Saturday, August 31, 2013

How to Organize a Move When the Person is Aged or Ailing

As often as people discuss their desire to age in place, it’s not always possible-neighborhoods change, spouses/partners die, the ability to drive, manage stairs or perform activities of daily living diminishes. Regardless of the reason, moves are never easy, particularly if it’s compounded by feelings that this could be the “last move” or the person feels they are loosing their independence.

While there is some information below about finding a new home, the focus of this post is how to organize the various components of moving to help make the process easier for you the organizer and for the person being moved. Keep in mind that not all recommendations are useful in all situations.

INVOLE THEM IN THE PROCESS: Since this is where they will be living, having them involved as much as possible through out the process will make the transition a bit easier.

Have them identify their “must haves” for the new residence- example: neighborhood, proximity to friends and family, number of bedrooms, pets, etc. Whether it’s on their “list” or not, be sure to investigate their financial capability-what they want can be very different from what they can afford-medical needs, and what types of community services and supports are available.

Develop a list of places to visit. Call 2.1.1 for information about senior housing, assisted living centers, and in general resources in neighborhoods you are considering.

• Go together to visit places if possible.  Check out Aging in Place, which provides information on types of housing, resources, finances and much more.  Another resource is Home Away from Home:Relocating Your Parents from Family Caregiver AllianceThis is a good site to read if you are going to be relocating a parent in your home.

• Let them design the space: While some people are more comfortable having everything look the same in their new space as it did in their original home, others love the chance to redecorate. If they are up for it, let them pick out new bedding, wall colors, where to put the couch etc. Thanks to the internet, they can easily be a “digital designer.” Check out the following links: 
-       - Room Planner: Use Jerome’s Room Planner to create floor plans, arrange furniture and thing about what you have and where it will fit. 

Note that moving, and the reasons for the need to move,  can bring out the best and worst in families. Involve a third party to help and use tools like Holding a Family Meeting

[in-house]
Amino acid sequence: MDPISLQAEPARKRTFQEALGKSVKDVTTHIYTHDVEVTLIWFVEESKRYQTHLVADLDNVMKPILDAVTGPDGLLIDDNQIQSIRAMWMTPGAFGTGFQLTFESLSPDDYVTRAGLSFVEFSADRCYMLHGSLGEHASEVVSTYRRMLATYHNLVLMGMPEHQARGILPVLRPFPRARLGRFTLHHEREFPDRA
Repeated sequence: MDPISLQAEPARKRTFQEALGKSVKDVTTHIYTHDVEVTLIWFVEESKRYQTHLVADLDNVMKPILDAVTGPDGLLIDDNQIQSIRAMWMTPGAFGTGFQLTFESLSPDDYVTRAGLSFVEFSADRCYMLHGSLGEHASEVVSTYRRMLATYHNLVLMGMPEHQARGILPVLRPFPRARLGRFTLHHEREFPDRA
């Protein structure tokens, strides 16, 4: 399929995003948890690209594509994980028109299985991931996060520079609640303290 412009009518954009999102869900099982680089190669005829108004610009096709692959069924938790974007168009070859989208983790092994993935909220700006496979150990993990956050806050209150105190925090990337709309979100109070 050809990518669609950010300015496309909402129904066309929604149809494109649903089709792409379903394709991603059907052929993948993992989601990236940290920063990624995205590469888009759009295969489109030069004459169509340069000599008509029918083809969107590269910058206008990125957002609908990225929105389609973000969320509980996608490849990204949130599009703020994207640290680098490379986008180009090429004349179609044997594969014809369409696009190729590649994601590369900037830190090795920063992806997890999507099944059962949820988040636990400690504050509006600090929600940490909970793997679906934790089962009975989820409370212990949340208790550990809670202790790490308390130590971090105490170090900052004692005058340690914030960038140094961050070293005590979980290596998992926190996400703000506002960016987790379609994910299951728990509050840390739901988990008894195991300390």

Because there are some very unique needs when an adult child is forced back home because of their health, next week’s post (Sept. 7) will focus on that topic.

CREATE A VILLAGE-ORGANIZE FAMILY AND FRIENDS: Most Americans don’t live in a “village,”  but if there is ever a situation where it helps, this is it. Thanks to Lotsa Helping Hands (LHHs)website it is easy to create a “village.” This free site allows you to organize so that everyone knows what’s needed and when, who is doing what and when, and how the person is doing in general. Even better, it sends e-mails to remind people of what is coming up and what they have signed up for. You can use it to organize work crews, visits, rides, meals and much more. It’s probably one of the best tools I’ve seen for helping families and communities organize.

If there are multiple siblings, other family as well as good friends that feel they should be involved in this move, encourage them to use the LHHs site. Even if they don’t live close by, they can follow along in the process, know when to send gift certificates to help with various aspects of the move - gift certificate to a local eatery helps when work crews are scheduled for the day,  gas cards for those who are doing a lot of driving, care packages, and understand how the person is doing. It’s an easy way to keep everyone in the loop.

There are people who do this type of organizing for a living. In many situations, they can make all the difference as they understand how stressful the situation can be and by being an outside party, can have a very different and often helpful perspective on the situation.